So, we're coming down to it. The shape of health care reform (with or without irony quotes) in America is being debated now. Soon, we'll start to have a clearer idea of what our representatives will be voting on, what the President will ultimately be signing.
After a few days of trying to find the time to put my thoughts about this situation in order, I was finally able to sit down and write a letter to the President expressing my thoughts about the health care debate. I don't normally write letters to the White House or to Congress. I worked in DC for a while, and I saw box after box of constituent mail left unread, phone call after phone call reduced to a tick mark on a spreadsheet, email ignored. So, I'm cynical.
But this is personal, not only for me but for you. This issue touches on the most uncomfortable, the most intimate, and the most difficult issues in all of our lives, whether we're talking about getting a butt exam or sweating over a bill with more than one comma. So, despite my cynicism, I sucked it up and hammered out a letter. Maybe it won't be read. Maybe it'll tip the debate. I don't know, but I've said my piece.
I will have one intermediate comment, but otherwise I'll let the letter speak for itself. Also, I might snip out one or two personal facts, but the letter will be substantially the same as what I sent today. So, here goes. *clears throat...
I am writing regarding the current health care debate. I would like to express my strongest encouragement that you back a robust public option.
This is, in my opinion, the most important part of a constituent letter like this. Sum up the issue and your position as concisely as possible, right at the start. That way if a haggard clerk reads just this paragraph, you'll be put in the right pile.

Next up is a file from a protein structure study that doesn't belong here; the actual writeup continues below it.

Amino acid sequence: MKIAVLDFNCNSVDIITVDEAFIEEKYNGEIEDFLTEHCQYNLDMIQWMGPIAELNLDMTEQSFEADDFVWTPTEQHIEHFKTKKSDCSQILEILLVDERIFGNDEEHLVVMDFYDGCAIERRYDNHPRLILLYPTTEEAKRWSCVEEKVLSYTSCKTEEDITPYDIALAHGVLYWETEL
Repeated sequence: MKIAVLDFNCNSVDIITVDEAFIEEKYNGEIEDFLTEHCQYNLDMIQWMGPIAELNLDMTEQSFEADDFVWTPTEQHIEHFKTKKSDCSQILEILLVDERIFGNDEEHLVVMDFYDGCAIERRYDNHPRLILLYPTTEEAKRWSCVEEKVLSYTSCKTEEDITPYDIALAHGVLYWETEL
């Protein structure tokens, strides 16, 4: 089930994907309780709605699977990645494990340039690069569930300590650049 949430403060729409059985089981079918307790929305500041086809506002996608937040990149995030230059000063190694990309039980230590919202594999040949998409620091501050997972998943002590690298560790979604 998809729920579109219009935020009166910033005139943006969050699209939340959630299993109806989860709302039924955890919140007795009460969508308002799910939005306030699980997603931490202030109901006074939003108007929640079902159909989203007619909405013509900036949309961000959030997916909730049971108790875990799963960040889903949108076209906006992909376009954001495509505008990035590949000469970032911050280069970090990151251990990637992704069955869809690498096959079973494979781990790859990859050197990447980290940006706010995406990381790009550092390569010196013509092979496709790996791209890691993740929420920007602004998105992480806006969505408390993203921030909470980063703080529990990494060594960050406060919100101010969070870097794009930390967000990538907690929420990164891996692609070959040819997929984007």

Mr. President, I have excellent health care. I am an attorney with a good firm in Atlanta, and I am lucky enough to have insurance coverage that is, generally speaking, inexpensive and comprehensive. I am single and I have no children. It is unlikely that I would enroll in a public option if one were available because my private plan covers me adequately.
My sister, on the other hand, has no health coverage. She has two children and her husband is unemployed because of the current construction downturn. She lives in wrenching fear that something will happen to her children, her husband, or to her and she won't be able to pay for needed health care. If something does happen, my family will pull together and do whatever needs to be done to make sure she is covered, but not all families are so lucky.
Mr. President, you referred in one of your speeches to doing health care reform according to American traditions. I applaud that, because this is a great country. We can do anything we put our minds and hearts into. But we also have a tradition of bringing in the best of the rest of the world and making our country stronger for it.